When Does An Otherwise Concensual Encounter Mature Into a Seizure ?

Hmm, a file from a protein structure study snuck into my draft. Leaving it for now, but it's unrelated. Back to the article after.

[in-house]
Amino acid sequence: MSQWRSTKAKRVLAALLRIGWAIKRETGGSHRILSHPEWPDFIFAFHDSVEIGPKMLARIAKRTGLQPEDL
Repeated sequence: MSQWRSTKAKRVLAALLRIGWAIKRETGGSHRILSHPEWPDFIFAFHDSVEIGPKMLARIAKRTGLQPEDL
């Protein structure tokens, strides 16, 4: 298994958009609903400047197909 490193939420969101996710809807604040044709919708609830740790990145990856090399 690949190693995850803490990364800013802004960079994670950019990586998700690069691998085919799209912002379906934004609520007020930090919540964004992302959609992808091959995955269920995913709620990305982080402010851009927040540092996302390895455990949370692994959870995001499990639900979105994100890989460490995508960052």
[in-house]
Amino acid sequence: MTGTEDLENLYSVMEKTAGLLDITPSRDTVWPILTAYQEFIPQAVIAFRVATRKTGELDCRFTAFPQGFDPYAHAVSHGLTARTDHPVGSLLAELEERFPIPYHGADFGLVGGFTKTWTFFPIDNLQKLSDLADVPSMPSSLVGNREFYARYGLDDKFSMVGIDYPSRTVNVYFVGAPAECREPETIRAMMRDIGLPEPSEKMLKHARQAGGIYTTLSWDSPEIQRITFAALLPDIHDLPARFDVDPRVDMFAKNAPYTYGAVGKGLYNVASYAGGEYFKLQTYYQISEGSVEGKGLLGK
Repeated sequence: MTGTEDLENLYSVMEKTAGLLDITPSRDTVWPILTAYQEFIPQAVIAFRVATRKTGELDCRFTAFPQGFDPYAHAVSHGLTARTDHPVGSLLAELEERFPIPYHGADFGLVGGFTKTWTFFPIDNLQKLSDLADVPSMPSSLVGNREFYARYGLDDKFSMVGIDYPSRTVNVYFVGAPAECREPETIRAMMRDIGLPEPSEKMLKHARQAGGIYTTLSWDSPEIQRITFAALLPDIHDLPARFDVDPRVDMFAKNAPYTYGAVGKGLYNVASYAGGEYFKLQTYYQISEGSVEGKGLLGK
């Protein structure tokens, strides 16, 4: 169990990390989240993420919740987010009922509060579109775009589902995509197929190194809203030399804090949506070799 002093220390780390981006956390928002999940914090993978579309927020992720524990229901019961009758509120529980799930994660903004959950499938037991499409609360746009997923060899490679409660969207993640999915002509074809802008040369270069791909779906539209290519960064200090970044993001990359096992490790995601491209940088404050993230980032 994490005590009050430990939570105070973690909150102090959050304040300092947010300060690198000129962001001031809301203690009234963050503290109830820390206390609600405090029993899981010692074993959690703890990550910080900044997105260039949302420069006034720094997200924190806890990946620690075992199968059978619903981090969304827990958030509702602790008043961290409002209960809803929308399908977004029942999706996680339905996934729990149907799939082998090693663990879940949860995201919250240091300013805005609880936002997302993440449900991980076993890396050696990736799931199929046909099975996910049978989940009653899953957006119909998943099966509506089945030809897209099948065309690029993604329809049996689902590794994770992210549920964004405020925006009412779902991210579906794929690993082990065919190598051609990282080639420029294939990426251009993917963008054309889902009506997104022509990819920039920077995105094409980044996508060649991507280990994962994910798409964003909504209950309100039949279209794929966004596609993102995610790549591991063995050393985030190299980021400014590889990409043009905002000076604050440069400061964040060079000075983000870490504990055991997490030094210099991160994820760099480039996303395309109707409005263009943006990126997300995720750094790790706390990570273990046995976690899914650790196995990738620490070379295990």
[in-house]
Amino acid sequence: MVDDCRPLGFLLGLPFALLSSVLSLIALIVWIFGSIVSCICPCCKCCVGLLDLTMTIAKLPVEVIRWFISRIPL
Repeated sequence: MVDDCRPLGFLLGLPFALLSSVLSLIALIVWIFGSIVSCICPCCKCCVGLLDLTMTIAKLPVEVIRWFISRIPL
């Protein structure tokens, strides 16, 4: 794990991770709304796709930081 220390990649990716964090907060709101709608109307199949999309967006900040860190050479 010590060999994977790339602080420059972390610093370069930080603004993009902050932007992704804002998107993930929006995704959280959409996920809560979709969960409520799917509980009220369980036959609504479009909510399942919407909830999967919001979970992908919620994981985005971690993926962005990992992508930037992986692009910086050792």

In Golphin v. State, this Court rejected the holding of the Fourth District Court of Appeal in Baez v. State, 814 So. 2d 1149 (Fla. 4th DCA 2002). The Fourth District had concluded that as a matter of law, an otherwise consensual encounter matures into a seizure when an officer retains a person's identification to conduct a check for outstanding warrants. See Golphin, 945 So. 2d at 1174. In Golphin v. State, 838 So. 2d 705 (Fla. 5th DCA 2003), the Fifth District had rejected the appellant's contention, based on Baez, that he was unlawfully seized at the moment an officer retained his identification. Instead, the Fifth District explained that per se rules were inappropriate under Bostick v. State, 554 So. 2d 1153, 1154 (Fla. 1989), held that Golphin had not been seized under the totality of the circumstances, and certified conflict with Baez. Golphin, 838 So. 2d at 706-08. On appeal, this Court approved the decision of the Fifth District, Golphin, 945 So. 2d at 1193, explaining that the determination "does not turn solely on any one factor, but must be informed by the total circumstances of the officers' approach, their comportment, Golphin's reaction, and the circumstances surrounding the request for identification as well as the subsequent warrants check." Id. at 1184. More recently, in G.M., this Court rejected a petitioner's contention that the activation of police lights always constitutes a seizure, emphasizing that "the activation of police lights is one important factor to be considered in a totality-based analysis as to whether a seizure has occurred." 19 So. 3d at 979.